Sir David Davis writing in the Telegraph on how the UK can strengthen our negotiating position with the EU


After the PM’s defeat we must now maximise the strength of our negotiating position: here’s how

Now that the Prime Minister’s deal has been voted down in the House of Commons, as widely predicted, the previous statements from Downing Street that there is no alternative will be tested. After losing the vote by a huge margin, the Prime Minister has said she will continue with her deal, seek some changes from Brussels and bring the deal back. We encourage her to take a different path.

There is, in fact, such a path which has widespread support. Along with colleagues, we have helped launch both Plan A Plus and an alternative Withdrawal Agreement. They provide a clear route forward. In the wake of the defeat we must activate them by proposing an alternative withdrawal text to the EU, and by following it up with the full text of a comprehensive, advanced free trade agreement that draws on what the EU has already agreed, including its current and prospective free trade agreements with Canada, South Korea and Japan, and its sectoral insurance agreement with the US and its meat products agreement with New Zealand.

The EU will not accept everything we ask for, of course. But our aim now should be to maximise the strength of our negotiating position. How?

First, use our own leverage. We want a deal. We don’t want to punish EU farmers and car exporters. But the EU has a large trade deficit with us in agriculture and, if we leave without a Withdrawal Agreement, we will have to be more open to the rest of the world, in effect forcing French wine producers, Bavarian dairy farmers, and critically Irish beef farmers to compete against big non-EU agricultural exporters in order to curb food price inflation. The effect will be a dramatic loss of market share for EU farmers. We can use WTO-compliant direct payments for environmental remediation and stewardship to help out our own farmers for the limited time this situation persists, as the EU will want a free-trade agreement in these circumstances, as do we.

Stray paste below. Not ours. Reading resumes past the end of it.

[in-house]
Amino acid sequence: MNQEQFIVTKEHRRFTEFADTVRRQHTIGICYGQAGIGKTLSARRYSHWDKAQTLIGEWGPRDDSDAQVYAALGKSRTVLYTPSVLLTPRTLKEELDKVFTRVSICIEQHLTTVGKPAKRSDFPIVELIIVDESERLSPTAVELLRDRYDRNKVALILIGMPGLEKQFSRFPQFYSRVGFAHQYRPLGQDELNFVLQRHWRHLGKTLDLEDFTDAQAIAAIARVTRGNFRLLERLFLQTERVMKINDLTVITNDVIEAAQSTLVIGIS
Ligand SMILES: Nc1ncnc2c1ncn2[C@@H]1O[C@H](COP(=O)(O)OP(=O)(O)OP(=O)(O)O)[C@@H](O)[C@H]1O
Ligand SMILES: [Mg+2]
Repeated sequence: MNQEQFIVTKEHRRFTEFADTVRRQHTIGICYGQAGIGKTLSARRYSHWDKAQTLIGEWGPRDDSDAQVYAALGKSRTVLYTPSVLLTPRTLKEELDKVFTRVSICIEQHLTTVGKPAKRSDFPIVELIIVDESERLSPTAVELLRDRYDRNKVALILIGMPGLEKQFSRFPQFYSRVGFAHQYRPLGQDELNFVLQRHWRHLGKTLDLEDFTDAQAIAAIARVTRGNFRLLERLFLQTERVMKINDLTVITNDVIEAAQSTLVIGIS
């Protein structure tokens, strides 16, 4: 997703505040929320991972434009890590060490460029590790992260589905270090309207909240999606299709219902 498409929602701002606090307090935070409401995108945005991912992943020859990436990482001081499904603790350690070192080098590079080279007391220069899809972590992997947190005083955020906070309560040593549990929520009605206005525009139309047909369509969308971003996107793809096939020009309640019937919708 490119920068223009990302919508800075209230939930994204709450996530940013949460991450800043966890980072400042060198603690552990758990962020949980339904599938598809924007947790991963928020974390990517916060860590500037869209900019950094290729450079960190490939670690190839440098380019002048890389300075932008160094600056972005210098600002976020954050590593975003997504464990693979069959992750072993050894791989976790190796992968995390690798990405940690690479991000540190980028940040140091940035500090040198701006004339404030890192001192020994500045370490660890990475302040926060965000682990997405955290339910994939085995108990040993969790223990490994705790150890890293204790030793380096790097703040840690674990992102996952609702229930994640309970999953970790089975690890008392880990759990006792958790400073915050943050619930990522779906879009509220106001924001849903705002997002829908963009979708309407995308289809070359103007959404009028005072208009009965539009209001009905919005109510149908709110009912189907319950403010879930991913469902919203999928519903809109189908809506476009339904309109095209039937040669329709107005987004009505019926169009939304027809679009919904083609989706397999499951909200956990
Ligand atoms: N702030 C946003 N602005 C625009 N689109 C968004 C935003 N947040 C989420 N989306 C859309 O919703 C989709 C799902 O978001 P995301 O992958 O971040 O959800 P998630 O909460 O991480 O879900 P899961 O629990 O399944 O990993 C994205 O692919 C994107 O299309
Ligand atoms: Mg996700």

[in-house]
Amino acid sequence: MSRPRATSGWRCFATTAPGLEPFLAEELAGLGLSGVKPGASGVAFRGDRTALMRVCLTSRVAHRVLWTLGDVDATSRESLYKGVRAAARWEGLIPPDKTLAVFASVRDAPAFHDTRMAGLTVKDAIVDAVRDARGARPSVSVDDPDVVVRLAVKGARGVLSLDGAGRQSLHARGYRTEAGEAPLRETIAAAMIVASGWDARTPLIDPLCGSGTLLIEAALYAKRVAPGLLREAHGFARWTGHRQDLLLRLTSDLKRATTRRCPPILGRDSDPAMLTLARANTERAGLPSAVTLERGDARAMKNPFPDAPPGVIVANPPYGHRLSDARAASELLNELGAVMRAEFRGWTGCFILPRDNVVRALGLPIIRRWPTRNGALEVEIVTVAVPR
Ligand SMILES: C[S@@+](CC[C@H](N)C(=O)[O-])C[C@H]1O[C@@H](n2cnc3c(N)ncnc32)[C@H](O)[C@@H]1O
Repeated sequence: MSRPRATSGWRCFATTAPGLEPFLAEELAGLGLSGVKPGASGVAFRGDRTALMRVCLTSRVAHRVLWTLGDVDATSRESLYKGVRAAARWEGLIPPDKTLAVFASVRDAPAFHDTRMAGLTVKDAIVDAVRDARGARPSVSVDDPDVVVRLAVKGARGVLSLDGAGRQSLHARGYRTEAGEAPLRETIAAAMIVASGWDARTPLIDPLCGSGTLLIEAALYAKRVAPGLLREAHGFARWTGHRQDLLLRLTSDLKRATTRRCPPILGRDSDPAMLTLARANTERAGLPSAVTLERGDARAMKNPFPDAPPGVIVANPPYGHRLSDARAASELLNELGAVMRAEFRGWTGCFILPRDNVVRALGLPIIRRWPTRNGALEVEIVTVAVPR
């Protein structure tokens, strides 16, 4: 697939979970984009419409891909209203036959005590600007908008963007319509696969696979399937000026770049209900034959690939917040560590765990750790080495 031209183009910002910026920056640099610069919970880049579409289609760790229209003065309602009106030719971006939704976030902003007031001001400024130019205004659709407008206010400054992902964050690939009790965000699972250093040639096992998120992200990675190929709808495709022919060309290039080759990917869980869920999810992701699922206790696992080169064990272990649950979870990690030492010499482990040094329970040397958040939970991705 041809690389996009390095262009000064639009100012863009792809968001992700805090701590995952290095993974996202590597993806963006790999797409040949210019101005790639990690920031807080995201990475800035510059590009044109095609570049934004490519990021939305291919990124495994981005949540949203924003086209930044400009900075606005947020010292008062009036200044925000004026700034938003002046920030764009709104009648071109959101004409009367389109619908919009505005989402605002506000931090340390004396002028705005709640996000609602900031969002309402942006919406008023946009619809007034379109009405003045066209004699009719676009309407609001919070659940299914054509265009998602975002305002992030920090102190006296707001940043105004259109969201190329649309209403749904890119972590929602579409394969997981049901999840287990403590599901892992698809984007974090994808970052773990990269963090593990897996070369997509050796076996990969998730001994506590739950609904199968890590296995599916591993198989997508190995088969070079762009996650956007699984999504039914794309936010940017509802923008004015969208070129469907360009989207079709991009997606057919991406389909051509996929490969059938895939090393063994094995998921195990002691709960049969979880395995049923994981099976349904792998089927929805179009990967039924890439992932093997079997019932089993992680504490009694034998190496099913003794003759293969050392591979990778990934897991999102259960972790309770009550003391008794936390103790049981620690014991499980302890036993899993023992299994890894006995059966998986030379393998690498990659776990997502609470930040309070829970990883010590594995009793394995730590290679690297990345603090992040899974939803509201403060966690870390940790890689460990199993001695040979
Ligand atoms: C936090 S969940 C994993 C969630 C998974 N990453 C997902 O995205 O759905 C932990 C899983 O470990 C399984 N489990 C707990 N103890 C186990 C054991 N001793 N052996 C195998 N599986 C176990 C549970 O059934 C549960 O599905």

Second, prepare properly for exit on WTO terms. In truth, the state people call “no deal” will not be tolerable to the EU for long. The economic and political forces against it in Europe will be too strong. As we know well, preparations have been under way for over two years, but we must be clearer about them and we must step them up.

Third, stop negotiating as if we and the EU are on the same side of the table. We are not. They are our friends, allies and commercial partners. But it was obvious long before Martin Selmayr’s statements that the UK will have the worst of the negotiation, that we are on different sides of the table. Too many negotiating documents have been written in Brussels – not so much a negotiation, but a dictation.

Fourth, stop opening with a bid lower than our bottom line, while the EU’s opening bid is well above theirs.

Fifth, control the pen. The EU is very reactive in negotiations, largely because of the complexity of their internal processes. We should put our own legal text on the table so we can control the drafts.

Sixth, align our trading partners. By announcing serious negotiations with the US and initiating UK accession to the Trans-Pacific Partnership while ensuring our offers to the EU are in line with what the US, Australia and New Zealand are offering, we will increase the pressure the EU is under.

Seventh, reclaim the high ground. If our offers to the EU are reasonable, large managers of global supply chains will row in behind them, increasing the likelihood we get a deal.

Eighth, adopt a single approach to trade policy and stop separating the EU from the rest of the world.

It is still not too late. The EU has a track record of coming to the table in the waning hours and will do so if they come under real pressure. We must not take that pressure off by asking for more time before we have put an actual, serious opening bid on the table.

Their offer to us is – and has always been – a comprehensive free trade agreement. It is what we want too. It would take negotiating ineptitude on a grand scale not to achieve it.